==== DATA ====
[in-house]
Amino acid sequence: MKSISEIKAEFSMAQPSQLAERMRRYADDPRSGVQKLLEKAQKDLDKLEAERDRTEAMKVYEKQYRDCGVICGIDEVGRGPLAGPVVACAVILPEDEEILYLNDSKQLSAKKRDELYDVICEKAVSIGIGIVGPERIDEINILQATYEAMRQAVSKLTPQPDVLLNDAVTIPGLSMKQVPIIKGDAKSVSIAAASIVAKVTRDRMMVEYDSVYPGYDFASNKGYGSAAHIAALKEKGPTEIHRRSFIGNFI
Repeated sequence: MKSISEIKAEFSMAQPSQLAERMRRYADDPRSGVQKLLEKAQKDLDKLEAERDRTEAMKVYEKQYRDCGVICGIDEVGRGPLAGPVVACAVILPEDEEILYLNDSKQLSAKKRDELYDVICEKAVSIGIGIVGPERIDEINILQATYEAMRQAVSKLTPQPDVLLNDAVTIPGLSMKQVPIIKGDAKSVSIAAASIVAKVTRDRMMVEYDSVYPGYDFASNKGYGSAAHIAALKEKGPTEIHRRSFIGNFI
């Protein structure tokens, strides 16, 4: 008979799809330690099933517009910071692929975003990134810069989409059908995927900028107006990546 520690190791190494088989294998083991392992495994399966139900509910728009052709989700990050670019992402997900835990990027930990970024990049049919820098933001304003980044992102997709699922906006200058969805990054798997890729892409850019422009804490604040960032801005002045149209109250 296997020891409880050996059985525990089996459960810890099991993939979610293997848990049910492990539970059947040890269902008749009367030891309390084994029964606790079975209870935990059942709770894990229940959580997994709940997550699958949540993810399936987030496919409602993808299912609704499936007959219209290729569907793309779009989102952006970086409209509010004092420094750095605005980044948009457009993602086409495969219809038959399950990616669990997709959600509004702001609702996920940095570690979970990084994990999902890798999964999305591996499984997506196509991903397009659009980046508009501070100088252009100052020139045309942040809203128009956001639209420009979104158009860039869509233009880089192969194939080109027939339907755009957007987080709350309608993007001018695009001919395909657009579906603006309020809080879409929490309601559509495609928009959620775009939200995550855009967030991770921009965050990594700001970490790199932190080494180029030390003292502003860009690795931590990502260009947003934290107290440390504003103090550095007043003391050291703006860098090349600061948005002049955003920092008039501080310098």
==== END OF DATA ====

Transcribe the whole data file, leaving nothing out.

[in-house]
Amino acid sequence: MKSISEIKAEFSMAQPSQLAERMRRYADDPRSGVQKLLEKAQKDLDKLEAERDRTEAMKVYEKQYRDCGVICGIDEVGRGPLAGPVVACAVILPEDEEILYLNDSKQLSAKKRDELYDVICEKAVSIGIGIVGPERIDEINILQATYEAMRQAVSKLTPQPDVLLNDAVTIPGLSMKQVPIIKGDAKSVSIAAASIVAKVTRDRMMVEYDSVYPGYDFASNKGYGSAAHIAALKEKGPTEIHRRSFIGNFI
Repeated sequence: MKSISEIKAEFSMAQPSQLAERMRRYADDPRSGVQKLLEKAQKDLDKLEAERDRTEAMKVYEKQYRDCGVICGIDEVGRGPLAGPVVACAVILPEDEEILYLNDSKQLSAKKRDELYDVICEKAVSIGIGIVGPERIDEINILQATYEAMRQAVSKLTPQPDVLLNDAVTIPGLSMKQVPIIKGDAKSVSIAAASIVAKVTRDRMMVEYDSVYPGYDFASNKGYGSAAHIAALKEKGPTEIHRRSFIGNFI
């Protein structure tokens, strides 16, 4: 008979799809330690099933517009910071692929975003990134810069989409059908995927900028107006990546 520690190791190494088989294998083991392992495994399966139900509910728009052709989700990050670019992402997900835990990027930990970024990049049919820098933001304003980044992102997709699922906006200058969805990054798997890729892409850019422009804490604040960032801005002045149209109250 296997020891409880050996059985525990089996459960810890099991993939979610293997848990049910492990539970059947040890269902008749009367030891309390084994029964606790079975209870935990059942709770894990229940959580997994709940997550699958949540993810399936987030496919409602993808299912609704499936007959219209290729569907793309779009989102952006970086409209509010004092420094750095605005980044948009457009993602086409495969219809038959399950990616669990997709959600509004702001609702996920940095570690979970990084994990999902890798999964999305591996499984997506196509991903397009659009980046508009501070100088252009100052020139045309942040809203128009956001639209420009979104158009860039869509233009880089192969194939080109027939339907755009957007987080709350309608993007001018695009001919395909657009579906603006309020809080879409929490309601559509495609928009959620775009939200995550855009967030991770921009965050990594700001970490790199932190080494180029030390003292502003860009690795931590990502260009947003934290107290440390504003103090550095007043003391050291703006860098090349600061948005002049955003920092008039501080310098």